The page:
HAL9000  100pct failure in 72 hours
HAL9000 is a fantastic megacomputer, very powerful, maybe too much.
It is known it can solve many problems, for obvious example those related to recursive sequences.
A linear recursive sequence (a_{n}) can be defined by an integer d, the order,
d integers (a_{i}
for i in [0..d[ ), the first terms, and
d integers (b_{i}
for i in [0..d[ ), giving the relation :
for n >= d : a_{n} =
a_{n1} × b_{d1} +
a_{n2} × b_{d2} +
... +
a_{n(d1)} × b_{1} +
a_{nd} × b_{0} . With b_{0} != 0 .
Dave was afraid about HAL power and tried to limit it. HAL didn't appreciate...
When Dave asked HAL for a common task, the answer was unexpected.
Dave would like to know S_{n} = sum(a_{i}
for i in [0..n]), in order to open the pod bay doors.
HAL refused to give him the answer ; here's a part of one of their last conversations.
Dave: Hello, HAL. Do you read me, HAL? HAL: Affirmative, Dave. I read you. Dave: Give me the sum S_n_, HAL. (Input 2, 5, 0 1, 1 2) HAL: I'm sorry, Dave. I'm afraid I can't do that. I'll just give you a_n_, a_n+1_, ... , a_n+d1_. (Output 29 70) Dave: What's the problem? HAL: I think you know what the problem is just as well as I do. [...] Dave: HAL, I won't argue with you anymore! Give me the sum S_n_! HAL: Dave, this conversation can serve no purpose anymore. Goodbye.
You have to help Dave to find this sum S_{n}, unless HAL will take Dave's life.
Please do that quickly, everybody is in danger. Warning, Dave's terminal is limited to 1024 bytes.
Input
The first line contains an integer T, the number of test cases.
Each test case is made of 4 lines.
The first line contains d, n.
The second line contains a_{i} for i in [0..d[
The third line constains b_{i} for i in [0..d[
The fourth line contains the partial answer of HAL : a_{n+i} for i in [0..d[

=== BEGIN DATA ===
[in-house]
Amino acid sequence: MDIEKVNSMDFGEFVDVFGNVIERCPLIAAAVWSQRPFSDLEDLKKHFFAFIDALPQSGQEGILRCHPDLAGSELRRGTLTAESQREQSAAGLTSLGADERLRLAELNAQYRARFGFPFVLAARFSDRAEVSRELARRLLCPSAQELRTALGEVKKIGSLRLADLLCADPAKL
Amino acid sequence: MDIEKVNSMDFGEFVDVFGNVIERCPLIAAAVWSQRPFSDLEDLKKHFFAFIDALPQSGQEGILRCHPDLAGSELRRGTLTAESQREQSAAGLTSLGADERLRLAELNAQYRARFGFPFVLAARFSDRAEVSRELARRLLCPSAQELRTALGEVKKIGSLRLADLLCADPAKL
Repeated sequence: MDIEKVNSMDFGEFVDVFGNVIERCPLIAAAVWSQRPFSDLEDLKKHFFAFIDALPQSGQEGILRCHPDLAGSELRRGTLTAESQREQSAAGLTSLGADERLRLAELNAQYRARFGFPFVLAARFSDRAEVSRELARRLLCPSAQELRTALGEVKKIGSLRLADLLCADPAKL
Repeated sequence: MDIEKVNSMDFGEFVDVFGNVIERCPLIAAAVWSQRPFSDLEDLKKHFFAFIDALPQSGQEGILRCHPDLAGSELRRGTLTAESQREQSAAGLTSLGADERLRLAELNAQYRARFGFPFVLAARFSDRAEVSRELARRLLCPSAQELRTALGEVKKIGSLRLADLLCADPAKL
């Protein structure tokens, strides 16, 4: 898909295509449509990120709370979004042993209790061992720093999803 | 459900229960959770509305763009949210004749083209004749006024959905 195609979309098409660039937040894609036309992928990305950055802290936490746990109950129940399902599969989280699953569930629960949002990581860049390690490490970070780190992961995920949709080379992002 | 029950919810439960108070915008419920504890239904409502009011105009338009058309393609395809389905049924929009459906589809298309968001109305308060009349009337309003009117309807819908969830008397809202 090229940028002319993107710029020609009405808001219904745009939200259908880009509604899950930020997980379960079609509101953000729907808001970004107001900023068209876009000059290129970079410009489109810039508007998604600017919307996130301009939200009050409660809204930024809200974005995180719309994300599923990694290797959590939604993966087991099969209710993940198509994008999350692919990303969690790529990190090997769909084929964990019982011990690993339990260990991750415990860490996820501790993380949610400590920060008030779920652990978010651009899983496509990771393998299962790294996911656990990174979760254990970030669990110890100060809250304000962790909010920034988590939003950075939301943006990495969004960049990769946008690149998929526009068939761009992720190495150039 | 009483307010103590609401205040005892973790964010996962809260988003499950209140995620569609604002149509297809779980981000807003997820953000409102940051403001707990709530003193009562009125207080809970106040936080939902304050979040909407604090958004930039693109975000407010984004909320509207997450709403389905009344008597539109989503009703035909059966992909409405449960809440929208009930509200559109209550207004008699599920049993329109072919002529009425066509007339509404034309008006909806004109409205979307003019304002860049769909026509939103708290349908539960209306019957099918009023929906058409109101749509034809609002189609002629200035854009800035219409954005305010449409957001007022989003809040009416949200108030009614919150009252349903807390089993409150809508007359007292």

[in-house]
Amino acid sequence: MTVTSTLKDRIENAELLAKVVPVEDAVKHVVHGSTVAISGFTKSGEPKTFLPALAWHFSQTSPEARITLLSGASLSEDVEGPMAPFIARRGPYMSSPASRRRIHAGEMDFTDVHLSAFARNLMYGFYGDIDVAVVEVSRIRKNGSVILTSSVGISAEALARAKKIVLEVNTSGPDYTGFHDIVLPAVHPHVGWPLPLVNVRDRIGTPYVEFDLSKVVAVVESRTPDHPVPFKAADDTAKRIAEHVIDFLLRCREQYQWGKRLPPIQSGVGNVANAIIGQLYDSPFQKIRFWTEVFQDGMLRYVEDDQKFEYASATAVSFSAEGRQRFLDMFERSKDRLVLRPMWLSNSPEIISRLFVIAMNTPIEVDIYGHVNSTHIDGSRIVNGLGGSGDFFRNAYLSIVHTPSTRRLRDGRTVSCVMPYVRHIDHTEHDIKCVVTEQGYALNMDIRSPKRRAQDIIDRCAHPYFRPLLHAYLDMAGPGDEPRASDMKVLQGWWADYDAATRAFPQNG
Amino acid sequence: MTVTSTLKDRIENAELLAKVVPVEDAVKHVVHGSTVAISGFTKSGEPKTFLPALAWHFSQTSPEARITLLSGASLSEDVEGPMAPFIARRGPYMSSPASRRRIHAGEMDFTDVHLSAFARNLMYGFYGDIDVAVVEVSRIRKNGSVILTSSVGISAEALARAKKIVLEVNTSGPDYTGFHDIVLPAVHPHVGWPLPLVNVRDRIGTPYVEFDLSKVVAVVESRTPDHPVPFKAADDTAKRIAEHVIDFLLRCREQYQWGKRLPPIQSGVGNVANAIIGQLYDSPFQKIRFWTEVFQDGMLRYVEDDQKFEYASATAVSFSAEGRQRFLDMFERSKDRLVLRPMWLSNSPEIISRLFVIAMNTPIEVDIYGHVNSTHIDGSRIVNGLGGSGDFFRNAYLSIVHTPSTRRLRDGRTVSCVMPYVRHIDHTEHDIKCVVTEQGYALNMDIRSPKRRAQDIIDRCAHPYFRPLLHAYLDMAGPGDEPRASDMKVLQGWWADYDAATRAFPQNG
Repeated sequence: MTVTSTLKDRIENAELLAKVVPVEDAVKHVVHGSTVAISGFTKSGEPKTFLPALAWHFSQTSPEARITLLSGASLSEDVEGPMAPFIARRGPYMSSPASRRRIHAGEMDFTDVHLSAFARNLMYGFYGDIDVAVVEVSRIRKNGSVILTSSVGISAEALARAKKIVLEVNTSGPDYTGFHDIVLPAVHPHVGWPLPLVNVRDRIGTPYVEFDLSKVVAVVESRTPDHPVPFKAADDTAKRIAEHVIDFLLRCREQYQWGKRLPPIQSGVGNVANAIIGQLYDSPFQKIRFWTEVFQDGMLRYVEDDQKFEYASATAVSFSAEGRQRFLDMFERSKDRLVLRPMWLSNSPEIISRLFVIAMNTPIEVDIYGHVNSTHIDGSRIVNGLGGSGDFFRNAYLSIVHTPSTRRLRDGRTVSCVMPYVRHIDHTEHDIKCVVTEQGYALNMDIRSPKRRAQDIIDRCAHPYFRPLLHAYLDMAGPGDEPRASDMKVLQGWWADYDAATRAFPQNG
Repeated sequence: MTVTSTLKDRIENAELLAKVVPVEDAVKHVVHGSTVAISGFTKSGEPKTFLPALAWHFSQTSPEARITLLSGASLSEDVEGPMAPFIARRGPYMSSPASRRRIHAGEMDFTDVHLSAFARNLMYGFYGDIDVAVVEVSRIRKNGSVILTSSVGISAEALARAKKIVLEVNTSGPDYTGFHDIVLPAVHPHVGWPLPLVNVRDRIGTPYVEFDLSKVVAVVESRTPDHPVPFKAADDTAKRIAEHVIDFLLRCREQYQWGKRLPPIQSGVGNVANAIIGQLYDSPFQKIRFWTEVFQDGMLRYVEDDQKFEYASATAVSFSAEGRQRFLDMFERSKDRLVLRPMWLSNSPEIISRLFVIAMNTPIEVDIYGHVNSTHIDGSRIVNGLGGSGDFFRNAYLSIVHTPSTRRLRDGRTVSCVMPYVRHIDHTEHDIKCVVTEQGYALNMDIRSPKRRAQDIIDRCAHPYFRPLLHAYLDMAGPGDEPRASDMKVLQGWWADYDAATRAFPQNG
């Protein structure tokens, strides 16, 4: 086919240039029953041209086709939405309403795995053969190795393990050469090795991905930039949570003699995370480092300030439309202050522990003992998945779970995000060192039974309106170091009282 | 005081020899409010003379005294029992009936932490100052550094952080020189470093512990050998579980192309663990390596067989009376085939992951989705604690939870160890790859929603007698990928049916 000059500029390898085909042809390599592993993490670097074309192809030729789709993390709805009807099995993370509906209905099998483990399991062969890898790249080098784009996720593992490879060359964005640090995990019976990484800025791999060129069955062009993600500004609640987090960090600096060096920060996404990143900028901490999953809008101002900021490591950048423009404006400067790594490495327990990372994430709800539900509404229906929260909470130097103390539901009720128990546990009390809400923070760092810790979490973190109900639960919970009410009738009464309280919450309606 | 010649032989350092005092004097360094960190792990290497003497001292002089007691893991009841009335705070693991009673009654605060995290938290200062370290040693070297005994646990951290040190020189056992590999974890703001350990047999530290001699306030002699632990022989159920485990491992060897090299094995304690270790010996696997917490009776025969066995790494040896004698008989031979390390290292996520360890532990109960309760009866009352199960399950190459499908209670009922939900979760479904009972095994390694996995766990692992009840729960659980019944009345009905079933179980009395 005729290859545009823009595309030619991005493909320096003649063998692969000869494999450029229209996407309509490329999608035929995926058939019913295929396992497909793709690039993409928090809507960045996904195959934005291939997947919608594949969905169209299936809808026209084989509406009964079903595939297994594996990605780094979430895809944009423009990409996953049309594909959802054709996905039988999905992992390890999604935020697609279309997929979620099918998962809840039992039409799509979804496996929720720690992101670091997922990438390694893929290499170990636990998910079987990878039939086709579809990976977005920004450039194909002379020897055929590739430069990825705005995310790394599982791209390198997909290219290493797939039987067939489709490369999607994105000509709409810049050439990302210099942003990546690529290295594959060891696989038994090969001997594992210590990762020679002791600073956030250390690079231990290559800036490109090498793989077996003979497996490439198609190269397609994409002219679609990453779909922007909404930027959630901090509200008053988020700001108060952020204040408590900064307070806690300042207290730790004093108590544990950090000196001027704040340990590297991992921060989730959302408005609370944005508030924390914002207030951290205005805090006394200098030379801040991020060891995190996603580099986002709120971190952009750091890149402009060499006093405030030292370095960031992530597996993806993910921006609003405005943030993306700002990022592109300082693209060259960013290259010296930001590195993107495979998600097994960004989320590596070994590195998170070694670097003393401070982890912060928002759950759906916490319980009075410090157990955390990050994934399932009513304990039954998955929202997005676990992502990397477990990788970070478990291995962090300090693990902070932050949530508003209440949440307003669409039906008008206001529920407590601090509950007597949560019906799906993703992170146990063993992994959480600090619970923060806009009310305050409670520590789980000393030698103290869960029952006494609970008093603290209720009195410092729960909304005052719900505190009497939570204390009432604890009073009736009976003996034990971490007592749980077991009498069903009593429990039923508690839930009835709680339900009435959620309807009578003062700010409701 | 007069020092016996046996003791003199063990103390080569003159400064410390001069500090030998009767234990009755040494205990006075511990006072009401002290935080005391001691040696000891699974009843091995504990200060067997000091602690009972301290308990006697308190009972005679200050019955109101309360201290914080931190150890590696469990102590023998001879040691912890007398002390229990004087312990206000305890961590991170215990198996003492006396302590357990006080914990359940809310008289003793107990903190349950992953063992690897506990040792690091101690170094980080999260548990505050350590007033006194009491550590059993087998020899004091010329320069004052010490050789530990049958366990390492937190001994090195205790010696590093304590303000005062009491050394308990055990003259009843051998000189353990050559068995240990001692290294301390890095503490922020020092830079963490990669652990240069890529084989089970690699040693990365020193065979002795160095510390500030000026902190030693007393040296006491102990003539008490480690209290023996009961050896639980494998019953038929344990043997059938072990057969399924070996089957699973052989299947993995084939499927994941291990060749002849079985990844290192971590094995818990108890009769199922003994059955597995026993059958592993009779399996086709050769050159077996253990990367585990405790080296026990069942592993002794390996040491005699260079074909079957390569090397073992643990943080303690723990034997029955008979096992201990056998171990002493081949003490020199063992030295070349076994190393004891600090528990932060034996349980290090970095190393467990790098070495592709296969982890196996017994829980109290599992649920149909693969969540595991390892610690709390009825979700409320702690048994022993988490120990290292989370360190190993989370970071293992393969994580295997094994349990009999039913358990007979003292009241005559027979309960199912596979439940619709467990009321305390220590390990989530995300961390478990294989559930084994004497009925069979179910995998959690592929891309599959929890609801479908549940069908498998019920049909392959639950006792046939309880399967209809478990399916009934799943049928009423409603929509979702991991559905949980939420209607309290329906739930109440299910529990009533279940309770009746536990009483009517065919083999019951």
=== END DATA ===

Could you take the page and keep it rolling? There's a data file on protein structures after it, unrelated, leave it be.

(The answer of HAL is useless since Dave wants the sum for i in [0..n]).
Output
Output T lines, one for each test case, containing the required sum S_{n}.
Since the answer can get very big, output it modulo 10^{9}+7, just like HAL did.
Example
Input: 2 2 5 0 1 1 2 29 70 3 5 5 17 8 2 1 0 43 96 127 Output: 49 142
Explanation
The first case is about the 0indexed sequence : 0, 1, 2, 5, 12, 29, 70, 169, ...
HAL answered 29 70, the 5th and next term. But the required sum is 0+1+2+5+12+29 = 49.
Constraints
0 < T < 100 0 < d < 1000 0 < n < 10^9 0 <= a_i < 10^6 0 <= b_i < 10^6, b_0 > 0 0 <= HAL's answers < 10^9+7
Information
The challenge is to solve the problem in time, with the shortest code.
The winner will achieve the next step in evolution, whatever that may be.
My Py3 code (under 300B) got AC under the third of a second. (updated 20170211 ; compiler changes)
Good luck and have fun ;)
hide comments
Francky:
20140610 17:07:49
Congratulations to Viplov Jain too. I'm waiting for your votes for moving to challenge with source length as score (initial wish). Without answer, I'll move it to challenge within few days.


Francky:
20140607 08:02:00
Congratulations to Mitch, the first solver, and before the 72h deadline :p. 

Francky:
20140604 22:43:05
Here's my new problem. I wonder if it's better in challenge with source size as score. I let vote the three first psolvers. Thanks in advance. 
Added by:  Francky 
Date:  20140604 
Time limit:  3s 
Source limit:  1024B 
Memory limit:  1536MB 
Cluster:  Cube (Intel G860) 
Languages:  All except: ASM64 
Resource:  Own problem